Podcasts

If you have an MP3 player, or the like, and the transport strike is giving you extra time at the bus stop, or you have something else tedious to do and need a distraction, you might be interested in something ecological to listen to.

Here are some of my recommendations. I would be interested to hear about any of Journals or bodies in Plant Science whose output I might have missed or that your would recommend!

The Ecological Society of America (ESA) has various series of podcasts – but the most interesting tends to be Beyond the Frontier every 2 months, where the author from a featured paper from each issue of Frontiers in Ecology and Evolution is interviewed. URL feed

The Nature podcast is weekly and complements quite closely the content of the News and Opinion sections of the Journal. It provides an easy introduction to some of the less accessible subjects covered that I might otherwise skip over while reading it. The presentation style is very professional and it usually contains several interviews with lead authors. URL feed

For something lighter, I particularly enjoy the BBC’s natural history podcast. Typically a half-hour radio programme from the BBC’s weekly output is selected. My favourite is the Living World (which I have listened to since I was a young child!) where habitats or species from the British countryside are covered in situ and with a high level of expertise.  URL feed

They have a vast archive of Living World programmes on-line which serve as a fabulous resource.  Last year an interesting interview with Lynn Margulis was broadcast too.

Various US Universities, particularly UC Berkeley, put their lectures on-line with open access. These are sometimes a bit rough and ready being simply audio recordings of classes, but they can serve as refreshers for half-forgotten topics, or stimulate ideas for how one might present an area in class oneself. Do you have any plans to Podcast your lectures Pedro?

Minutes of Lab Meeting 9th Feb

In attendence: Pedro, Matt, Titta, Luis, Fang, Sari.

1. Report by Fang on her course in Turku on Photosynthesis in Plants and Cyanobacteria.
She will give a presentation for the 2nd half of the course on March 11th, on “Stomatal Response to Environmental Stress”.  She will give a practice run-through of this presentation at our next group meeting in March.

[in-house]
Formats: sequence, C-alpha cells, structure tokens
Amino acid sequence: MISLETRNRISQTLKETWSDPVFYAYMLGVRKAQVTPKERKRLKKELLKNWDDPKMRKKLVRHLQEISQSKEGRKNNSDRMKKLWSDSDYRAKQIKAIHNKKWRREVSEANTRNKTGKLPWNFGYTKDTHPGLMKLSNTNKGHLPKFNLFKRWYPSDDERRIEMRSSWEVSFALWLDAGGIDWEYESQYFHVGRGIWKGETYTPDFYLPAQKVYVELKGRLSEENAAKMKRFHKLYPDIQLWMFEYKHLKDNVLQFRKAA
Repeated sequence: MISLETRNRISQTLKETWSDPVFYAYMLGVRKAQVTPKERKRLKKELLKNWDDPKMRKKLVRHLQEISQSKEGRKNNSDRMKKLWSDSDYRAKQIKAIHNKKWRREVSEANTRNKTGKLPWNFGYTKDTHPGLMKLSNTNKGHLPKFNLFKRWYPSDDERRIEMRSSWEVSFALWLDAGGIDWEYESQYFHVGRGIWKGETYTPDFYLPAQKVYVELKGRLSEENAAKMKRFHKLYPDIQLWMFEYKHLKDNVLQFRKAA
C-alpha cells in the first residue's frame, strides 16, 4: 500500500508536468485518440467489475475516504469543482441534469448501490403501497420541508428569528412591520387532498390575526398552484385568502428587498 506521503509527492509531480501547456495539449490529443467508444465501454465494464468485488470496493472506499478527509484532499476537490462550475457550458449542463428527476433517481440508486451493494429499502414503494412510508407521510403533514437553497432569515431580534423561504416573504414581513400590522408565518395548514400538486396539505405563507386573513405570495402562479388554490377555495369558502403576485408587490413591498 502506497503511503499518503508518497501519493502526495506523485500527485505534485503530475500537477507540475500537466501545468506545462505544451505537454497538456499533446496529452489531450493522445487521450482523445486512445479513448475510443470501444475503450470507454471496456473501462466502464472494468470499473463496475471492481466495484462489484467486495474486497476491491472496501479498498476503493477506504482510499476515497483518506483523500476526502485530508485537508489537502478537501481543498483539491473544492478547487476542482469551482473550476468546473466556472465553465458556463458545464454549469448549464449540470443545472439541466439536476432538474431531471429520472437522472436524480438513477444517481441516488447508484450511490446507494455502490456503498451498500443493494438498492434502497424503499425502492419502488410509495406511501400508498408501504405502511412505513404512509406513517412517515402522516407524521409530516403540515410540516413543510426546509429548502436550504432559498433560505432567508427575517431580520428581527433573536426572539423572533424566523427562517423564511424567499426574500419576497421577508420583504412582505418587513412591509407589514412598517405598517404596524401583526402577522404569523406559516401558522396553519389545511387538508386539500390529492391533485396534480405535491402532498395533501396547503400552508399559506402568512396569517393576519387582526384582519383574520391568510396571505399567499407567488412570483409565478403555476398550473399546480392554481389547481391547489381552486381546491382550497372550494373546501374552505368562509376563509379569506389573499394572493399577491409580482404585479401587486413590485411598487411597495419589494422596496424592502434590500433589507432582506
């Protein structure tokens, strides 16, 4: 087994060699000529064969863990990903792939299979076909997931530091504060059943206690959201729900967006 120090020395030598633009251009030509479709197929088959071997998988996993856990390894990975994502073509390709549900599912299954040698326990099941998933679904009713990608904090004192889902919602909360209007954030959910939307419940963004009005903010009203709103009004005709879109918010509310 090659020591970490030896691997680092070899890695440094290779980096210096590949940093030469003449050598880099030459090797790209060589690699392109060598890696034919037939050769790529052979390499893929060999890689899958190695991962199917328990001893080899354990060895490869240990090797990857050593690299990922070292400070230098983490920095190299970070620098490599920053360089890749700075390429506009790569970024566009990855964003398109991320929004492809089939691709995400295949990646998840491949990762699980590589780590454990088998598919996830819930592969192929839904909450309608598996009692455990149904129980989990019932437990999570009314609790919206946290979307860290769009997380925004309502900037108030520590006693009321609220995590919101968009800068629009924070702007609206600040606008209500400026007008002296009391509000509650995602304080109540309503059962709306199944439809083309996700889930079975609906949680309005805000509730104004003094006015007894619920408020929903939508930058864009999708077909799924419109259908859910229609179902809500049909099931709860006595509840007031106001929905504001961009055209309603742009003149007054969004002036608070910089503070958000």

2. Update by Sari on her Results, particularly HPLC analysis of flavonoids.
At the next group meeting (or during the interim period on the blog) she will show some graphs of the (1) qualitative and quantitative response of phenolic compounds, and (2) plant growth, and (3) absorbance measured by the dualex, to light of different colours. The group will provide feedback on possible analysis techniques.

3. Copies of Nature and some assorted Spanish journals will be available in Matt’s office. If you have some comments on the articles in Nature, let Matt know, since he has to report back to them on the content.

4. Communications. Pedro, Fang, and Matt are trialing google-wave to see if it is useful. Likewise, google-calendar, which may be an alternative to the sign-up book for use of the Walz GFS-3000 IRGA. We will discuss this at a meeting for Walz GFS and PAM users. Use of this blog for discussion of interesting books, papers, webpages, and statistics was highlighted by Pedro.  Try to post information of some general interest (not limited to the research group), and no privileged information. Update alerts can be obtained using the RSS feed.

5. At the next group meeting (9th March) each member will bring a draft of their summer research plan, to start coordinating the timing for use of the equipment, technical help and greenhouse space.

6. Journal Discussion Group. This is tentatively proposal to run once-a-month at first, like the lab meetings on the 4th Tuesday of the month. To kick off, on Feb 23rd, we suggest using the blog for each member to propose at least one paper that they would like to discuss, and building a consensus around one favourite to start with.

7. There will be a research group dinner on Tuesday 16th February in the centre of Helsinki.  There will also be a group ‘activity’ (football?) yet to be finalised to pull participants away from their computers….